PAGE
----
Further, in his book, Real Solutions:
We pledge to the families of Australia we will never make your lives harder by imposing needless new taxes.
Against this backdrop you would have to ask yourself, 'Why is this legislation before the House at all?'
The debt levy bill seeks to amend a whole raft of tax acts. It will slap Australians with a three-year increase on the taxable incomes, starting 1 July. Before the introduction of these bills you could see the spin doctors on the other side of the House rifling through the pages of their political thesaurus trying to come up with another word to describe what the Treasurer himself has had to concede, after being backed into a corner—he tried to call it a rabbit, he tried to cause a whole range of other things!—but he has had to concede that these are new taxes.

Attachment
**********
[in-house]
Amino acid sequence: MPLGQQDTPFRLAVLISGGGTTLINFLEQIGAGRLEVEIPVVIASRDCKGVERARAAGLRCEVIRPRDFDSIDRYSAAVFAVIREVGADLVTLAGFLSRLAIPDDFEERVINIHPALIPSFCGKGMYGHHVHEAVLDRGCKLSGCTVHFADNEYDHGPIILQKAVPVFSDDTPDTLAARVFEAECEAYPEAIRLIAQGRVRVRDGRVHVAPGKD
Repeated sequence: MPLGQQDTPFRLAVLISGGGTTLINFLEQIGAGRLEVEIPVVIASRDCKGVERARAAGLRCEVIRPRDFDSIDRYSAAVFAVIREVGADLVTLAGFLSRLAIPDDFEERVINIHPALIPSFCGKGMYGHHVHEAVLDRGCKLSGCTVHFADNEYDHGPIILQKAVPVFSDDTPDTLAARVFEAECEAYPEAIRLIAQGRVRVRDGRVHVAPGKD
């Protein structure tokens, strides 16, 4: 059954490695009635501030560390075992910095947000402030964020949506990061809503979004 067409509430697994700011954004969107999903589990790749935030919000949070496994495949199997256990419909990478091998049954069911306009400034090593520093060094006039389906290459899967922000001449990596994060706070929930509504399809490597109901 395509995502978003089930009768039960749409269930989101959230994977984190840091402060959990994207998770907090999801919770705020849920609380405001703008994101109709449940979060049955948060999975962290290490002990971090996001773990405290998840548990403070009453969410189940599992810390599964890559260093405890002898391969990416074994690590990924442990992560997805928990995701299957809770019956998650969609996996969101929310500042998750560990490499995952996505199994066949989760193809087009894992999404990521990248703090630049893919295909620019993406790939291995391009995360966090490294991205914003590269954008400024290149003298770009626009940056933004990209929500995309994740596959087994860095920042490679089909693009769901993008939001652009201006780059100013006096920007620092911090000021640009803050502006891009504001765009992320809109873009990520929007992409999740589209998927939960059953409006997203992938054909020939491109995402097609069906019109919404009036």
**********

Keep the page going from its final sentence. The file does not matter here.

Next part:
But it is more than a tax increase—it is much more than that; it is a $600 million smokescreen to try to detract attention from what is really going on in this budget. It is a feeble attempt to let those members on the other side of the house try and look their constituents in the eye and say: 'I know before the election we said that we weren't going to do this. I know we told you that we weren't going to do this. But we are going to try to spread the burden evenly.' The truth is something very, very different. They are not going to be able to look their constituents in the eye and make that claim, because the truth is something very different. They are hitting low- and middle-income earners much harder than hitting the big end of town.